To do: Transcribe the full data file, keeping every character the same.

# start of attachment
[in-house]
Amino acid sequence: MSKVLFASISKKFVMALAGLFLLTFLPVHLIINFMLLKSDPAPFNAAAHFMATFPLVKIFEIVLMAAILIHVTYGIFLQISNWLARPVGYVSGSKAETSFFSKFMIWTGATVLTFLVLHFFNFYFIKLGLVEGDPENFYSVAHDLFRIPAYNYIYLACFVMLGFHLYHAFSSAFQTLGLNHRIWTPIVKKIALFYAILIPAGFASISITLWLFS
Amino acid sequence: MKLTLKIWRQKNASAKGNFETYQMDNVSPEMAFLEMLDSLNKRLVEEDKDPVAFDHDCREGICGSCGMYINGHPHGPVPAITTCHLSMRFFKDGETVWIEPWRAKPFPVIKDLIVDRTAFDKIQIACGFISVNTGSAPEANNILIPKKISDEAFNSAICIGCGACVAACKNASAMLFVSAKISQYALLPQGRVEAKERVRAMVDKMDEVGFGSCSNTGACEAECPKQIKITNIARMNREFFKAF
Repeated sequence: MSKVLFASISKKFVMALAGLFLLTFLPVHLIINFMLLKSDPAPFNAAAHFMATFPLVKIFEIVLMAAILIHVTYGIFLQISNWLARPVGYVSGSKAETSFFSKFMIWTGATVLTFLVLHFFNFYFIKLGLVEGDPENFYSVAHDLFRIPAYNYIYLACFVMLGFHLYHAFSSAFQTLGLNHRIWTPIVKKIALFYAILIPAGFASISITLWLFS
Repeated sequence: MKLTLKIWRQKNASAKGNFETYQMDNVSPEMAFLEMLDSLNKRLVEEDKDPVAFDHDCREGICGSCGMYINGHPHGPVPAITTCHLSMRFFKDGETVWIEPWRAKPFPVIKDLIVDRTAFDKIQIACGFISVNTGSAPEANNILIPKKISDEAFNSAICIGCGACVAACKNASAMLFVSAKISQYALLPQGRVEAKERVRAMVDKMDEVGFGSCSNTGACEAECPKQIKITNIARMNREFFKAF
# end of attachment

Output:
[in-house]
Amino acid sequence: MSKVLFASISKKFVMALAGLFLLTFLPVHLIINFMLLKSDPAPFNAAAHFMATFPLVKIFEIVLMAAILIHVTYGIFLQISNWLARPVGYVSGSKAETSFFSKFMIWTGATVLTFLVLHFFNFYFIKLGLVEGDPENFYSVAHDLFRIPAYNYIYLACFVMLGFHLYHAFSSAFQTLGLNHRIWTPIVKKIALFYAILIPAGFASISITLWLFS
Amino acid sequence: MKLTLKIWRQKNASAKGNFETYQMDNVSPEMAFLEMLDSLNKRLVEEDKDPVAFDHDCREGICGSCGMYINGHPHGPVPAITTCHLSMRFFKDGETVWIEPWRAKPFPVIKDLIVDRTAFDKIQIACGFISVNTGSAPEANNILIPKKISDEAFNSAICIGCGACVAACKNASAMLFVSAKISQYALLPQGRVEAKERVRAMVDKMDEVGFGSCSNTGACEAECPKQIKITNIARMNREFFKAF
Repeated sequence: MSKVLFASISKKFVMALAGLFLLTFLPVHLIINFMLLKSDPAPFNAAAHFMATFPLVKIFEIVLMAAILIHVTYGIFLQISNWLARPVGYVSGSKAETSFFSKFMIWTGATVLTFLVLHFFNFYFIKLGLVEGDPENFYSVAHDLFRIPAYNYIYLACFVMLGFHLYHAFSSAFQTLGLNHRIWTPIVKKIALFYAILIPAGFASISITLWLFS
Repeated sequence: MKLTLKIWRQKNASAKGNFETYQMDNVSPEMAFLEMLDSLNKRLVEEDKDPVAFDHDCREGICGSCGMYINGHPHGPVPAITTCHLSMRFFKDGETVWIEPWRAKPFPVIKDLIVDRTAFDKIQIACGFISVNTGSAPEANNILIPKKISDEAFNSAICIGCGACVAACKNASAMLFVSAKISQYALLPQGRVEAKERVRAMVDKMDEVGFGSCSNTGACEAECPKQIKITNIARMNREFFKAF